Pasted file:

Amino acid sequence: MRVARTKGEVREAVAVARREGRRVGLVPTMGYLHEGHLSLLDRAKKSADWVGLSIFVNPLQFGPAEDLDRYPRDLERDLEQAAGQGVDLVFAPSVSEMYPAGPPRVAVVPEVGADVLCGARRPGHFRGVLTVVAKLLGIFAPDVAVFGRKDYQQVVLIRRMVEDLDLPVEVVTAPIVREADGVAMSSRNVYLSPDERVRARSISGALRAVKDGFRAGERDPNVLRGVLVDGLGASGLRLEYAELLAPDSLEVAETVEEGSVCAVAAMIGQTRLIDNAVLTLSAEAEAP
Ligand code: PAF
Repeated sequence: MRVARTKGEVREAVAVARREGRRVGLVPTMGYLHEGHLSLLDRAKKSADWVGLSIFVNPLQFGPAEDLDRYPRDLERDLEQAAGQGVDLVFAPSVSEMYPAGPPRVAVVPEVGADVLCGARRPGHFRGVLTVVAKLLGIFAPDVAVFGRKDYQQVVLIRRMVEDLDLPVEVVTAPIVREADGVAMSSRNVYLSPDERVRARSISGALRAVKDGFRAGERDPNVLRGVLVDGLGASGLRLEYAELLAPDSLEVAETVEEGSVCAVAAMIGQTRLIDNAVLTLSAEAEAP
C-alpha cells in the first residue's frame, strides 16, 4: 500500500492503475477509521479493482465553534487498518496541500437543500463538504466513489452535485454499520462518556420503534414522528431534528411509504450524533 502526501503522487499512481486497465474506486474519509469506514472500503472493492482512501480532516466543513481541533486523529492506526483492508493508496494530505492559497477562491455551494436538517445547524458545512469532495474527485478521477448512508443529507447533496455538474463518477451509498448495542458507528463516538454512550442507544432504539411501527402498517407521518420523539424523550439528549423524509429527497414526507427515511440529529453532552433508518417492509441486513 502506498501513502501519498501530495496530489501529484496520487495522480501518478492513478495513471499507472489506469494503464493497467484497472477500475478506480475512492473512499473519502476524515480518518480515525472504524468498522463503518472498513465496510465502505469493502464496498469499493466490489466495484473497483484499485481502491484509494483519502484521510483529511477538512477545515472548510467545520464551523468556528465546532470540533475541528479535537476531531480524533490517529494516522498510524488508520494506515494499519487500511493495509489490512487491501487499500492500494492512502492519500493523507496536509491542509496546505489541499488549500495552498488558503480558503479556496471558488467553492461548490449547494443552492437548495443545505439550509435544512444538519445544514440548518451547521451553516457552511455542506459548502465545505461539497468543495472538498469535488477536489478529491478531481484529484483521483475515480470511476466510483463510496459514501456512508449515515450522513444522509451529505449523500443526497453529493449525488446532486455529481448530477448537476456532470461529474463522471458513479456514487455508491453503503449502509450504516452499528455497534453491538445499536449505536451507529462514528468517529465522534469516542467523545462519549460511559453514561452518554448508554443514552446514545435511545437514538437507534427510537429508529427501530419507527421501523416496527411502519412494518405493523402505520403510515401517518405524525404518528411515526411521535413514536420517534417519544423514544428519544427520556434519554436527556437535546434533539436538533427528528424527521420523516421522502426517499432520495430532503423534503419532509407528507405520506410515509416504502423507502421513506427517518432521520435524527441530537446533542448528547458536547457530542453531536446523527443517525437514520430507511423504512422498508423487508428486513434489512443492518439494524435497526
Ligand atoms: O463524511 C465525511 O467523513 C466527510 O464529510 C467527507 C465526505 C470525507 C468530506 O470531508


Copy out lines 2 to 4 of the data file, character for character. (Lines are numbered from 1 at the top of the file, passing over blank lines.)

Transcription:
Ligand code: PAF
Repeated sequence: MRVARTKGEVREAVAVARREGRRVGLVPTMGYLHEGHLSLLDRAKKSADWVGLSIFVNPLQFGPAEDLDRYPRDLERDLEQAAGQGVDLVFAPSVSEMYPAGPPRVAVVPEVGADVLCGARRPGHFRGVLTVVAKLLGIFAPDVAVFGRKDYQQVVLIRRMVEDLDLPVEVVTAPIVREADGVAMSSRNVYLSPDERVRARSISGALRAVKDGFRAGERDPNVLRGVLVDGLGASGLRLEYAELLAPDSLEVAETVEEGSVCAVAAMIGQTRLIDNAVLTLSAEAEAP
C-alpha cells in the first residue's frame, strides 16, 4: 500500500492503475477509521479493482465553534487498518496541500437543500463538504466513489452535485454499520462518556420503534414522528431534528411509504450524533 502526501503522487499512481486497465474506486474519509469506514472500503472493492482512501480532516466543513481541533486523529492506526483492508493508496494530505492559497477562491455551494436538517445547524458545512469532495474527485478521477448512508443529507447533496455538474463518477451509498448495542458507528463516538454512550442507544432504539411501527402498517407521518420523539424523550439528549423524509429527497414526507427515511440529529453532552433508518417492509441486513 502506498501513502501519498501530495496530489501529484496520487495522480501518478492513478495513471499507472489506469494503464493497467484497472477500475478506480475512492473512499473519502476524515480518518480515525472504524468498522463503518472498513465496510465502505469493502464496498469499493466490489466495484473497483484499485481502491484509494483519502484521510483529511477538512477545515472548510467545520464551523468556528465546532470540533475541528479535537476531531480524533490517529494516522498510524488508520494506515494499519487500511493495509489490512487491501487499500492500494492512502492519500493523507496536509491542509496546505489541499488549500495552498488558503480558503479556496471558488467553492461548490449547494443552492437548495443545505439550509435544512444538519445544514440548518451547521451553516457552511455542506459548502465545505461539497468543495472538498469535488477536489478529491478531481484529484483521483475515480470511476466510483463510496459514501456512508449515515450522513444522509451529505449523500443526497453529493449525488446532486455529481448530477448537476456532470461529474463522471458513479456514487455508491453503503449502509450504516452499528455497534453491538445499536449505536451507529462514528468517529465522534469516542467523545462519549460511559453514561452518554448508554443514552446514545435511545437514538437507534427510537429508529427501530419507527421501523416496527411502519412494518405493523402505520403510515401517518405524525404518528411515526411521535413514536420517534417519544423514544428519544427520556434519554436527556437535546434533539436538533427528528424527521420523516421522502426517499432520495430532503423534503419532509407528507405520506410515509416504502423507502421513506427517518432521520435524527441530537446533542448528547458536547457530542453531536446523527443517525437514520430507511423504512422498508423487508428486513434489512443492518439494524435497526